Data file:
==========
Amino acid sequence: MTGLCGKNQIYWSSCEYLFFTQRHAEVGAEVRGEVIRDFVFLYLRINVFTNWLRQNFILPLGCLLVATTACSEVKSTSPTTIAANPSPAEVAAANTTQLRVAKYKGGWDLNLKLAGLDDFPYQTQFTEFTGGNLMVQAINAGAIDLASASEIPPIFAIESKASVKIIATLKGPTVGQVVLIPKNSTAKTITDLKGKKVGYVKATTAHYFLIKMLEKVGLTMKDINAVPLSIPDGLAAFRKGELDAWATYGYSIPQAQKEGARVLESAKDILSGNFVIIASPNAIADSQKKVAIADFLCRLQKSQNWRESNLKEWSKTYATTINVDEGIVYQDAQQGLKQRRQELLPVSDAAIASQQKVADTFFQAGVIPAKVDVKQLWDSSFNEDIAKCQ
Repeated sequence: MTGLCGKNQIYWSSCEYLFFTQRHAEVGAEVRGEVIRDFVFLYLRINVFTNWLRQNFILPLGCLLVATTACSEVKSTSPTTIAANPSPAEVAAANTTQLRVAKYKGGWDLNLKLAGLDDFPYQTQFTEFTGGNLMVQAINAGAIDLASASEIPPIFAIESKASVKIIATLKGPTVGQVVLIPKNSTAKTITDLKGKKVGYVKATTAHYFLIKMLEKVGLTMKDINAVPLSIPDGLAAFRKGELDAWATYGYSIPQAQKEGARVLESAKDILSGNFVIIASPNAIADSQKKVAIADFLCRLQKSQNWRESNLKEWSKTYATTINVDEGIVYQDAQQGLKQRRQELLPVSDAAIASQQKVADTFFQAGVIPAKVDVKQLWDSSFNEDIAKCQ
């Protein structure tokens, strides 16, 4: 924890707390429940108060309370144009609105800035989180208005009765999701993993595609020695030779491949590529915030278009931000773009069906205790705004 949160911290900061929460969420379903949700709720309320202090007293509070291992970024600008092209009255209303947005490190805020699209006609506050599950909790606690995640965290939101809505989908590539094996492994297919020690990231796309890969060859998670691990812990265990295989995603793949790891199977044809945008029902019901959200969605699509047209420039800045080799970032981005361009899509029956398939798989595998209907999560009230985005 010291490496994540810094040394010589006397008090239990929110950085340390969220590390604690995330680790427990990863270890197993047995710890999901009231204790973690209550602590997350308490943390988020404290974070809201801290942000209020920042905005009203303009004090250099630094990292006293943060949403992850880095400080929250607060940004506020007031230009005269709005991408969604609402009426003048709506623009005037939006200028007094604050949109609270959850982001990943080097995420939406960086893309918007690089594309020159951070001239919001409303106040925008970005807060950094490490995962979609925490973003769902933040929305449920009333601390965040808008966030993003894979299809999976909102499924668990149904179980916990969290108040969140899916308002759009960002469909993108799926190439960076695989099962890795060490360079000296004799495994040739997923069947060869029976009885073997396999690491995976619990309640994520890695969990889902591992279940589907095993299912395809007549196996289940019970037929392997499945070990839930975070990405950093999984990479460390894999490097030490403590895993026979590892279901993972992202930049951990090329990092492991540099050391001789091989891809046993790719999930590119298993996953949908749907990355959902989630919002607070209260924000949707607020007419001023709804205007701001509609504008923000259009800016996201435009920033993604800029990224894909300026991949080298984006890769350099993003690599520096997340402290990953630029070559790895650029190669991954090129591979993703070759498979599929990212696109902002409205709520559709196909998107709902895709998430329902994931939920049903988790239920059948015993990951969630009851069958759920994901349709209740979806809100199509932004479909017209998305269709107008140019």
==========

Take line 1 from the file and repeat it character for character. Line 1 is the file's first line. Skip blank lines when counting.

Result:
Amino acid sequence: MTGLCGKNQIYWSSCEYLFFTQRHAEVGAEVRGEVIRDFVFLYLRINVFTNWLRQNFILPLGCLLVATTACSEVKSTSPTTIAANPSPAEVAAANTTQLRVAKYKGGWDLNLKLAGLDDFPYQTQFTEFTGGNLMVQAINAGAIDLASASEIPPIFAIESKASVKIIATLKGPTVGQVVLIPKNSTAKTITDLKGKKVGYVKATTAHYFLIKMLEKVGLTMKDINAVPLSIPDGLAAFRKGELDAWATYGYSIPQAQKEGARVLESAKDILSGNFVIIASPNAIADSQKKVAIADFLCRLQKSQNWRESNLKEWSKTYATTINVDEGIVYQDAQQGLKQRRQELLPVSDAAIASQQKVADTFFQAGVIPAKVDVKQLWDSSFNEDIAKCQ